Thiotimoline is a fictitious chemical compound conceived by science fiction author Isaac Asimov and first described in a spoof scientific paper titled “The Endochronic Properties of Resublimated Thiotimoline” in 1948. Asimov went on to write three additional short stories, each describing different properties or uses of thiotimoline.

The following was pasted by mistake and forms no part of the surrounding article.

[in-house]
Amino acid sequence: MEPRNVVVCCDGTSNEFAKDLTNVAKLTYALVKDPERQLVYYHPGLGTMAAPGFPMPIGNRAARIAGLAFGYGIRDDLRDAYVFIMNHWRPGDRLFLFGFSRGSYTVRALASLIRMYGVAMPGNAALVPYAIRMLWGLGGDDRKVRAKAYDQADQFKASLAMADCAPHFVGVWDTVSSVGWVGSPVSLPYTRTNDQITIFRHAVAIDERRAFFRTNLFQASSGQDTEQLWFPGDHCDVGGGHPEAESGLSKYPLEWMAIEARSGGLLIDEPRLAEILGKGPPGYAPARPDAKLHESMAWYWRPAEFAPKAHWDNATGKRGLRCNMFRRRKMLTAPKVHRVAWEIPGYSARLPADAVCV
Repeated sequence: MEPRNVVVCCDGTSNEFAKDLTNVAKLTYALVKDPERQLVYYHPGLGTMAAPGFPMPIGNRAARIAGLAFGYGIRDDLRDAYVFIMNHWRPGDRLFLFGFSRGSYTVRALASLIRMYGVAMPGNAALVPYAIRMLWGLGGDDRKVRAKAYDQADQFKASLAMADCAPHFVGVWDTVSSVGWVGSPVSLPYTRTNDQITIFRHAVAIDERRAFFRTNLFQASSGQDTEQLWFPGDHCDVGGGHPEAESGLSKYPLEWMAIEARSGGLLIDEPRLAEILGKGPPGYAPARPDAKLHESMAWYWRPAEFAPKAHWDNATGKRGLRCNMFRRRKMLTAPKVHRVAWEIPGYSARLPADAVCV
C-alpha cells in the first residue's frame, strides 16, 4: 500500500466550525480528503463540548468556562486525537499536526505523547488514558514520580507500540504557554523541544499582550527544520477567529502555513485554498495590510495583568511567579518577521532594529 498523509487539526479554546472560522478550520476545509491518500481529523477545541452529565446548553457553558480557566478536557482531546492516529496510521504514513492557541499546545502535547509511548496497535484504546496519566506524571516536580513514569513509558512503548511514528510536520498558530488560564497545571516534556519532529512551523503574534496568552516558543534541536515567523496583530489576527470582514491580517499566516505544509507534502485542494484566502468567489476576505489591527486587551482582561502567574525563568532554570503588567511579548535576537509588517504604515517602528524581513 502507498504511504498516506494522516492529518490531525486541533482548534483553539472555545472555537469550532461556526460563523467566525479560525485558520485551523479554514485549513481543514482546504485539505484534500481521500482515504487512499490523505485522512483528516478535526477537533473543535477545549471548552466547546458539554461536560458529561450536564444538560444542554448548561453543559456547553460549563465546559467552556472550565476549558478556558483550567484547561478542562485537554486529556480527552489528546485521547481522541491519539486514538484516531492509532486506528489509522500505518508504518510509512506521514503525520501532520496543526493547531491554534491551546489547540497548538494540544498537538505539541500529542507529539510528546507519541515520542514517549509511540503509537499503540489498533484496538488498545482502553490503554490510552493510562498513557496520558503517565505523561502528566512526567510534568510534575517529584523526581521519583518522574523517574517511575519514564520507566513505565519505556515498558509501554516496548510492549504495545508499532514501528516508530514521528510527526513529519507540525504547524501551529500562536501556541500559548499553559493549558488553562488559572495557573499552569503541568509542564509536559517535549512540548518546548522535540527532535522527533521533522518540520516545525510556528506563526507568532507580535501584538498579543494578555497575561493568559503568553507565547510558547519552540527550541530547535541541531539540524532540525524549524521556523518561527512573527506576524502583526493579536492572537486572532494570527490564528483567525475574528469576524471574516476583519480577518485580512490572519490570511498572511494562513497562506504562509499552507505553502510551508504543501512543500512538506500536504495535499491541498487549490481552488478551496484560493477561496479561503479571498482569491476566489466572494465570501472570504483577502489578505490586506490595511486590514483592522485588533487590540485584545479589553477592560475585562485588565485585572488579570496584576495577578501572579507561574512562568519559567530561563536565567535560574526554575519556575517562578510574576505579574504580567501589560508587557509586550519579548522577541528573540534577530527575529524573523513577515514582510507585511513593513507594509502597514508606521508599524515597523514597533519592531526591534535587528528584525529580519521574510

In Asimov’s writing, thiotimoline is notable for the fact that when it is mixed with water, the chemical actually begins to dissolve before it contacts the water. This is explained by the fact that in the thiotimoline molecule, there is at least one carbon atom such that, while two of the carbon’s fourchemical bonds lie in normal space and time, one of the bonds projects into the future and another into the past. Thiotimoline is derived from the bark of the (fictitious) shrub Rosacea karlsbadensis rufo, and the thiotimoline molecule includes at least fourteen hydroxy groups, two aminogroups, and one sulfonic acid group, and possibly one nitro compound group as well. The nature of the hydrocarbon nucleus is unknown, although it seems in part to be an aromatic hydrocarbon.